My parents grew up at a time when they knew their neighbors, would invite them over for coffee, and would walk next door to borrow a cup of sugar. This hasn't been the way I interact with my neighbors in my adulthood. Busier lives, women working, the TV and the Internet have all influenced changes in the way we socialize. Take a look at the way homes are built. They aren't built with front porches that invite social get togethers anymore, we build back-yard havens with privacy fences instead.
These differences are strikingly apparent when you visit different housing communities. I was at an open house at Lee Square in Robbinsdale this weekend. Lee Square is a 50+ active adult community that exemplifies the kind of community spirit younger generations just haven't experienced. There were women going grocery shopping together, a group of people sitting outside enjoying the weather, people greeting each other in the lobby and asking "How are the kids?". One way members of the silent and GI generations define themselves is through their community--their neighbors and social networks. Subsequent generations such as the Baby Boomers and Xers have a different definition of social belonging--very seldom will a Baby Boomer say their "community" is their immediate neighborhood.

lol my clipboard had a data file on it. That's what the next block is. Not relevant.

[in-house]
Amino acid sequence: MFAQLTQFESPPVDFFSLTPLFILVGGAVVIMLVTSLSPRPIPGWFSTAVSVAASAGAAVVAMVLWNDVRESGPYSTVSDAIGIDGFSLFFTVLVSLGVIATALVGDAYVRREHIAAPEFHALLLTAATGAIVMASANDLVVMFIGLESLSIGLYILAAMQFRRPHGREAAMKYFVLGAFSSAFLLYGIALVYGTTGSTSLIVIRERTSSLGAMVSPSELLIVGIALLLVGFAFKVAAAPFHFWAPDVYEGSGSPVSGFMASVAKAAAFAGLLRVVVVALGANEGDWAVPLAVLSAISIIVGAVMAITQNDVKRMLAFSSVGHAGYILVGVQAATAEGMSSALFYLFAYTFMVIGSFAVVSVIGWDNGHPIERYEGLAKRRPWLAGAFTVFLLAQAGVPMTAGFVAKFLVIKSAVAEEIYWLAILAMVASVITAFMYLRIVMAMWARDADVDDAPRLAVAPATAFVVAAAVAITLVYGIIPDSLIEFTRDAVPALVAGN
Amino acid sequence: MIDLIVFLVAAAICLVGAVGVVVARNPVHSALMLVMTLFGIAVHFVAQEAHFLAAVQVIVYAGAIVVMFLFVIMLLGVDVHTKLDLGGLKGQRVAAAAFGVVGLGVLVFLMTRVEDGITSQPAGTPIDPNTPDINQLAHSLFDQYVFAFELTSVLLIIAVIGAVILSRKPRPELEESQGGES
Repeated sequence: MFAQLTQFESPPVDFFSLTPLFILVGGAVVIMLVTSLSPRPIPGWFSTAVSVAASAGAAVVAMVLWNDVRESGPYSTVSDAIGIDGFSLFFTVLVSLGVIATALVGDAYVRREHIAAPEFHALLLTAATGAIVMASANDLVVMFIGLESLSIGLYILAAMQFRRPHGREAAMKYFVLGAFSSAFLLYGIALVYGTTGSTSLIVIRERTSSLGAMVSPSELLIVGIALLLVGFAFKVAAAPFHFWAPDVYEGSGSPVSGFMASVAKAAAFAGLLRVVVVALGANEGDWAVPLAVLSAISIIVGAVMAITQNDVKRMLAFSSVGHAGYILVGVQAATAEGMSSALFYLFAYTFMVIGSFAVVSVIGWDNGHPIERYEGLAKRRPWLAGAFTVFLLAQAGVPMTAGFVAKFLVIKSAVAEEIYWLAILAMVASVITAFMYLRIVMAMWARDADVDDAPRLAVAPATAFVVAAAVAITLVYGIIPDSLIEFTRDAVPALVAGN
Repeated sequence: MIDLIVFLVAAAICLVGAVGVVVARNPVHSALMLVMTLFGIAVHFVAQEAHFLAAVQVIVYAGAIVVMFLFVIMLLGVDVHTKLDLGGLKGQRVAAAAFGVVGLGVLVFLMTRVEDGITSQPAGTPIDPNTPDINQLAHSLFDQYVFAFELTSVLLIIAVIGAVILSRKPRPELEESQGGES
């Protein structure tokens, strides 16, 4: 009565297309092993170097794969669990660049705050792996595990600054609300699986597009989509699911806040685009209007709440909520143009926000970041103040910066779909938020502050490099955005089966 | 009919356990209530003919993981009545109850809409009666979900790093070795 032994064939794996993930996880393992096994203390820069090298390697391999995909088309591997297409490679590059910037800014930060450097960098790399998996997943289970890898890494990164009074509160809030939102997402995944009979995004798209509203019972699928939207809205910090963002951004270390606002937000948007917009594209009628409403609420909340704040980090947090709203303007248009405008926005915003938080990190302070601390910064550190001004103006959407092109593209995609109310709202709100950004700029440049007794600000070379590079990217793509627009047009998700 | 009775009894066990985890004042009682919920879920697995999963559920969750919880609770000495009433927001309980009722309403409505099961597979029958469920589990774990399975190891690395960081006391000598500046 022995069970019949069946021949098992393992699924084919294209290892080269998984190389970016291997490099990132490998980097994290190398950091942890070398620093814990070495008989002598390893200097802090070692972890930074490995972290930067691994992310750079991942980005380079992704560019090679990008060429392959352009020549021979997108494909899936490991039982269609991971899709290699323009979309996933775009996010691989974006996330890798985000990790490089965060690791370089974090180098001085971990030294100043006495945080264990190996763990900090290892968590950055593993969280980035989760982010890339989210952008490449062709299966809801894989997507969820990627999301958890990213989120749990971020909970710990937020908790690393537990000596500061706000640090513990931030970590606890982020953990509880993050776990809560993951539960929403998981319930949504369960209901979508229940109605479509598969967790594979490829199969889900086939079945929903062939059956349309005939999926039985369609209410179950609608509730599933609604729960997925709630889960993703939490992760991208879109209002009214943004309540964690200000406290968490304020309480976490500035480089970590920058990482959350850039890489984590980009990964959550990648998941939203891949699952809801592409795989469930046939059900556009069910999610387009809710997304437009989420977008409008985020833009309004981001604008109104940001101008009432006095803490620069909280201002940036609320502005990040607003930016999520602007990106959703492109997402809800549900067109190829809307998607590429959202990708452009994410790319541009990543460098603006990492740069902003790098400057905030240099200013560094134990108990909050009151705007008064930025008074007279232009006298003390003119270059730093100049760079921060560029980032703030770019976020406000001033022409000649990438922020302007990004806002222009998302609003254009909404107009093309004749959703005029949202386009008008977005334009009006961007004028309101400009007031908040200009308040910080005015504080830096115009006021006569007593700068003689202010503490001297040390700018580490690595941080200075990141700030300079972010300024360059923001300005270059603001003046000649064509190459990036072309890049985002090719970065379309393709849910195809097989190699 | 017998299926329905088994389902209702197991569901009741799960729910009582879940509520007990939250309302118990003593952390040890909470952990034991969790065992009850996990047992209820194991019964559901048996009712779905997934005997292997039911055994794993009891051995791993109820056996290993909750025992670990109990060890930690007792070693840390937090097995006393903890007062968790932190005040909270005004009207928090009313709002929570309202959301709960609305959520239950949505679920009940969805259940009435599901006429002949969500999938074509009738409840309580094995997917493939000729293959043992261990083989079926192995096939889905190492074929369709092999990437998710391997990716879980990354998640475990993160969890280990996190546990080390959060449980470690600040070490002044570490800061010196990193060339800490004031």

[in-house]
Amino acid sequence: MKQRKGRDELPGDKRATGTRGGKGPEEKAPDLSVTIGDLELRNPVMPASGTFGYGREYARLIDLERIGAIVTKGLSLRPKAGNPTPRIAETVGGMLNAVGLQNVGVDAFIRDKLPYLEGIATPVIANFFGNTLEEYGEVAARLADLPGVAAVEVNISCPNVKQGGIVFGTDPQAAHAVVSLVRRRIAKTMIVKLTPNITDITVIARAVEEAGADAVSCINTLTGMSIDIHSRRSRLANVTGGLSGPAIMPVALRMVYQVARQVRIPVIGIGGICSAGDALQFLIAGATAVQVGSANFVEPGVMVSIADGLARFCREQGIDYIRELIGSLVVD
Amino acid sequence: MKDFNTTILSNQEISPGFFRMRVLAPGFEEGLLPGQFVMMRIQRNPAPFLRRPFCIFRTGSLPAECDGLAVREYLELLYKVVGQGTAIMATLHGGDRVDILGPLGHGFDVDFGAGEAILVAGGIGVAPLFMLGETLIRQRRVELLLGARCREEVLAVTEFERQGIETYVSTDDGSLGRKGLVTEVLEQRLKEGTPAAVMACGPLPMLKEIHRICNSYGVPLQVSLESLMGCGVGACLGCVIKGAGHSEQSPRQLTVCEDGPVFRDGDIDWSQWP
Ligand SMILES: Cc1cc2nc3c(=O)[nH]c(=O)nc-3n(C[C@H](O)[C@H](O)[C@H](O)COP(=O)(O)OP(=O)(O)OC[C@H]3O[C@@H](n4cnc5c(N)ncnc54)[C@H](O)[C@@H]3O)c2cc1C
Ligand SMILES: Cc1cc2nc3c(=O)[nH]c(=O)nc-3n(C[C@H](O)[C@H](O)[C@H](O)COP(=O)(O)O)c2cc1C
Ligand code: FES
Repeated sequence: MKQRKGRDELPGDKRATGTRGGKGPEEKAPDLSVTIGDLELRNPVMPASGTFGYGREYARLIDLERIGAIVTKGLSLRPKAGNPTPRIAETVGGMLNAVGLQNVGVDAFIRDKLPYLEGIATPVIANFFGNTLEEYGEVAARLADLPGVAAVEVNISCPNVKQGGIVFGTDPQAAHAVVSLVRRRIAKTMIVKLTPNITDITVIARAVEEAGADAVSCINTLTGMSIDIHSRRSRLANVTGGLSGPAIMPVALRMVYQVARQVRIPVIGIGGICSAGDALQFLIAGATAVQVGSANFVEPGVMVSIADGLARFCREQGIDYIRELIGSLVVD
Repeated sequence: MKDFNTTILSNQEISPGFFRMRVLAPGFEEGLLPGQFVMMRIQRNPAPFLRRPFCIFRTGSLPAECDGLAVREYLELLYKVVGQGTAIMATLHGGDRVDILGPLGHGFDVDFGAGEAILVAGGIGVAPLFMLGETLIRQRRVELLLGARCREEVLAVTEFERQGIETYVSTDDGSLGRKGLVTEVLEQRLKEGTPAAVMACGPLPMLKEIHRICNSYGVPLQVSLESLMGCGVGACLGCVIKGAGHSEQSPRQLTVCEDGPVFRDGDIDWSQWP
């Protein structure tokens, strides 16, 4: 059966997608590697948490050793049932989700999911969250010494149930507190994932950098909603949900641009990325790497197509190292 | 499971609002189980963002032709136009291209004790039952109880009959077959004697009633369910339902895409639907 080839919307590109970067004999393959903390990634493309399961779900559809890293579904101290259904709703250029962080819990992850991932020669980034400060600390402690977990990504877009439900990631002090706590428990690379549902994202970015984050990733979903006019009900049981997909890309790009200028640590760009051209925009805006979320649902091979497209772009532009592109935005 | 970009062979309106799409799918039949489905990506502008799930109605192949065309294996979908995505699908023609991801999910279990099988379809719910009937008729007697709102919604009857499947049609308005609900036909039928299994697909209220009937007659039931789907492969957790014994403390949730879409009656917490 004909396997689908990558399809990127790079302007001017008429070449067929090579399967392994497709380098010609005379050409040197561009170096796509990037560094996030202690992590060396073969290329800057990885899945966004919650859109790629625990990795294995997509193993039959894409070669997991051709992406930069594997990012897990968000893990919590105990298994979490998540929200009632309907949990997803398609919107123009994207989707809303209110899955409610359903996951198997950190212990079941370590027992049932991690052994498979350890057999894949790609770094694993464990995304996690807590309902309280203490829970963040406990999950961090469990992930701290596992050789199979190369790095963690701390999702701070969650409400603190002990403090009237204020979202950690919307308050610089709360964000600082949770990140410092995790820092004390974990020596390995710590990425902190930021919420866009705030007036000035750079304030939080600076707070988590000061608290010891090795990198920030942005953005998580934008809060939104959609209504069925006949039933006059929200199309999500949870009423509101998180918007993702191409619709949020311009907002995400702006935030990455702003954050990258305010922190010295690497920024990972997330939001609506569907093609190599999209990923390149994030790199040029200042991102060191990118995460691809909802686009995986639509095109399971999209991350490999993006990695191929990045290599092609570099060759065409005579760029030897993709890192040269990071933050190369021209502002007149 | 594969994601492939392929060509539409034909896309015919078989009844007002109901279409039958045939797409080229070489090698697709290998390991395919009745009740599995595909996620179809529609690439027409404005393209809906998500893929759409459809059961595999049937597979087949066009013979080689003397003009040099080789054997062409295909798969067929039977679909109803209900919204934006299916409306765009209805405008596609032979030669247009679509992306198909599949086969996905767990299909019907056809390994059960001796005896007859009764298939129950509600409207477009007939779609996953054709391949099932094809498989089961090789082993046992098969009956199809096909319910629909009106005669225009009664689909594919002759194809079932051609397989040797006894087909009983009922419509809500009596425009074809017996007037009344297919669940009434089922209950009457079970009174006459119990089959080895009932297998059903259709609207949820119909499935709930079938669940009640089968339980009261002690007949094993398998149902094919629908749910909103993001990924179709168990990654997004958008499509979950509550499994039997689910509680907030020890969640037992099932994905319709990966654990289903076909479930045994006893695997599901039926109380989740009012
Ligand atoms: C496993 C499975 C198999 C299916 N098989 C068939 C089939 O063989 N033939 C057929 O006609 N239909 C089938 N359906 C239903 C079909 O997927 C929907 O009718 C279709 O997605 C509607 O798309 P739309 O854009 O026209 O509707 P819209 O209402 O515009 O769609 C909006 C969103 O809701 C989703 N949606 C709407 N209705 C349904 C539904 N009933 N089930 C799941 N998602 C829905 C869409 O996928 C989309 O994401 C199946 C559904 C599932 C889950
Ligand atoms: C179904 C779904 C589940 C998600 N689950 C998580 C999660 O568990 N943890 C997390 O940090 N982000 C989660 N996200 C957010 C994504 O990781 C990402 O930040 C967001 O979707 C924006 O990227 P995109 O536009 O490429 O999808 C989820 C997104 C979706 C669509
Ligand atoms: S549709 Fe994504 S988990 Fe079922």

Tip: When it's time for you, your parents or other elder to start looking for new housing, consider the implications of the community. When you go to look at senior housing go on a Saturday morning and make time to sit in the lobby. Be a part of the community. For our elders, the community will be as important a consideration for happiness as the square footage of the apartment, and other senior housing amenities.